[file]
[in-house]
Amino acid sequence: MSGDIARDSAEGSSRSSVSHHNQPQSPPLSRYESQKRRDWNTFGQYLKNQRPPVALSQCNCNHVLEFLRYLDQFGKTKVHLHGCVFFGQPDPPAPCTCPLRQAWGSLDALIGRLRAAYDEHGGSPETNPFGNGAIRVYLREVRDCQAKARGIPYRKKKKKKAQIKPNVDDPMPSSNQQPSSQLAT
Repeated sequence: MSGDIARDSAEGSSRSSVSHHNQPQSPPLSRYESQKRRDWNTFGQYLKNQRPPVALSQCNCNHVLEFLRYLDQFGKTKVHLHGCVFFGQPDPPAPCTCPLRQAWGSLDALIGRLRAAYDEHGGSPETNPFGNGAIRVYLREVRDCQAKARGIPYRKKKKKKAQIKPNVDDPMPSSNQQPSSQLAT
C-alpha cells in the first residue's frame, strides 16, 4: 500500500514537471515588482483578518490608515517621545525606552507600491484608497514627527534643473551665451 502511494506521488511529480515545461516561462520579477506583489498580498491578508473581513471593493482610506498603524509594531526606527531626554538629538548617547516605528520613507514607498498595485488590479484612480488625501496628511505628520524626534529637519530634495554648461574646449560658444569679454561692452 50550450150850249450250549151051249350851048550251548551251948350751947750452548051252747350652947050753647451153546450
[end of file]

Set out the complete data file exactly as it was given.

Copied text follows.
[in-house]
Amino acid sequence: MSGDIARDSAEGSSRSSVSHHNQPQSPPLSRYESQKRRDWNTFGQYLKNQRPPVALSQCNCNHVLEFLRYLDQFGKTKVHLHGCVFFGQPDPPAPCTCPLRQAWGSLDALIGRLRAAYDEHGGSPETNPFGNGAIRVYLREVRDCQAKARGIPYRKKKKKKAQIKPNVDDPMPSSNQQPSSQLAT
Repeated sequence: MSGDIARDSAEGSSRSSVSHHNQPQSPPLSRYESQKRRDWNTFGQYLKNQRPPVALSQCNCNHVLEFLRYLDQFGKTKVHLHGCVFFGQPDPPAPCTCPLRQAWGSLDALIGRLRAAYDEHGGSPETNPFGNGAIRVYLREVRDCQAKARGIPYRKKKKKKAQIKPNVDDPMPSSNQQPSSQLAT
C-alpha cells in the first residue's frame, strides 16, 4: 500500500514537471515588482483578518490608515517621545525606552507600491484608497514627527534643473551665451 502511494506521488511529480515545461516561462520579477506583489498580498491578508473581513471593493482610506498603524509594531526606527531626554538629538548617547516605528520613507514607498498595485488590479484612480488625501496628511505628520524626534529637519530634495554648461574646449560658444569679454561692452 50550450150850249450250549151051249350851048550251548551251948350751947750452548051252747350652947050753647451153546450